Older people are frail and are more likely to get seriously injured or killed in a road crash. This is the reminder issued by the Insurance Institute for Public Safety, a non-profit organization funded by auto insurance providers, upon noting that most vehicles manufactured these days are designed for younger motorists. As noted by the organization, senior citizen population is set to double in the next decades so they encourage carmakers to build vehicles which would be safer for the age group.
Steering balance, antilock brakes, visibility from the driver’s seat and many other safety features are needed by older motorists for road safety. Unfortunately, carmakers have not been providing them with additional designs suited for their age and capability. According to driving specialists, many senior Americans are having tough times dealing with high technology devices featured in new auto models. They say manufacturers have been focusing too much on attracting younger drivers that older motorists get neglected in the process.
Specialists reported that older drivers are getting more difficult to ignore because of their increasing population. Americans aged 65 and above are expected to number by 70 million by 2030, doubling their present population. This is because of baby boomers, born between 1946 and 1964, will reach their autumn years two more decades from now. Federal Highway Administration adds that today’s senior motorists are healthier and drive more miles than previous generations.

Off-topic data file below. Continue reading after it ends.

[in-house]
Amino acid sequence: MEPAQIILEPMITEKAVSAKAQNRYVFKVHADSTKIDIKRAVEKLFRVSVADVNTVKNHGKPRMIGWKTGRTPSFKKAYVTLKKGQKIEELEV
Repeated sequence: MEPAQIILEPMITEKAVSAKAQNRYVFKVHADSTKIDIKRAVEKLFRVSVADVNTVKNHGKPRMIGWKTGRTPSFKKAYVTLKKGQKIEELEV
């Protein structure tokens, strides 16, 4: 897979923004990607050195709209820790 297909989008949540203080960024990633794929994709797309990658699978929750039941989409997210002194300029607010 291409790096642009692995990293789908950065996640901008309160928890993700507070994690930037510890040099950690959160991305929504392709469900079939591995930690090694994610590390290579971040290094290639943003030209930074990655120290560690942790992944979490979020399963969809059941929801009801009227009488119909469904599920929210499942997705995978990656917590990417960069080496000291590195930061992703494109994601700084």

But carmakers say they cannot make tweaks that easily. They explained that automobiles specifically designed for old people are not likely to sell well. Manufacturers admit their greater emphasis on marketing needs, saying they cannot make vehicles designed to aid older motorists because its reputation will drive off younger drivers, which are their top clients.
Carmakers add that their new safety features are enough to protect drivers and passengers from any age: antiskid systems, more crash-worthy frames, and airbags which deploy with less force so they do not injure lighter passengers.
However, auto insurance providers say they will not charge older citizens with higher premium rates because of the lack of vehicles suited for their capabilities. This is due to the decreased number of senior motorists engaged motor vehicle deaths. In 2007, 4,598 people aged 70 years and older died in road crashes, a 22 percent decline from 1997.
Still, advocates encourage manufacturers to place more emphasis on securing the safety of older people especially those who are aged 85 and above since they are more likely to die in car crashes than teenagers who account for most road deaths in America.